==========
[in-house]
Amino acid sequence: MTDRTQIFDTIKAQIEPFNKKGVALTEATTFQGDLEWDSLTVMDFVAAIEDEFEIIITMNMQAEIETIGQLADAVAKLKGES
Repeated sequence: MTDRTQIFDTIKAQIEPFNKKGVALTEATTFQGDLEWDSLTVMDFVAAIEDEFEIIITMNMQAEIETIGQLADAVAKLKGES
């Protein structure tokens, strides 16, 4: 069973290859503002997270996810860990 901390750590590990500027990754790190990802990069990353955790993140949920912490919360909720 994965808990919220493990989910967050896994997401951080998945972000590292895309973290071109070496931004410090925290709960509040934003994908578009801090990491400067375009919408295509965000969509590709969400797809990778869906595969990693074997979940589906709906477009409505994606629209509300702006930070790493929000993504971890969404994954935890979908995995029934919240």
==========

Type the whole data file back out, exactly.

[in-house]
Amino acid sequence: MTDRTQIFDTIKAQIEPFNKKGVALTEATTFQGDLEWDSLTVMDFVAAIEDEFEIIITMNMQAEIETIGQLADAVAKLKGES
Repeated sequence: MTDRTQIFDTIKAQIEPFNKKGVALTEATTFQGDLEWDSLTVMDFVAAIEDEFEIIITMNMQAEIETIGQLADAVAKLKGES
């Protein structure tokens, strides 16, 4: 069973290859503002997270996810860990 901390750590590990500027990754790190990802990069990353955790993140949920912490919360909720 994965808990919220493990989910967050896994997401951080998945972000590292895309973290071109070496931004410090925290709960509040934003994908578009801090990491400067375009919408295509965000969509590709969400797809990778869906595969990693074997979940589906709906477009409505994606629209509300702006930070790493929000993504971890969404994954935890979908995995029934919240």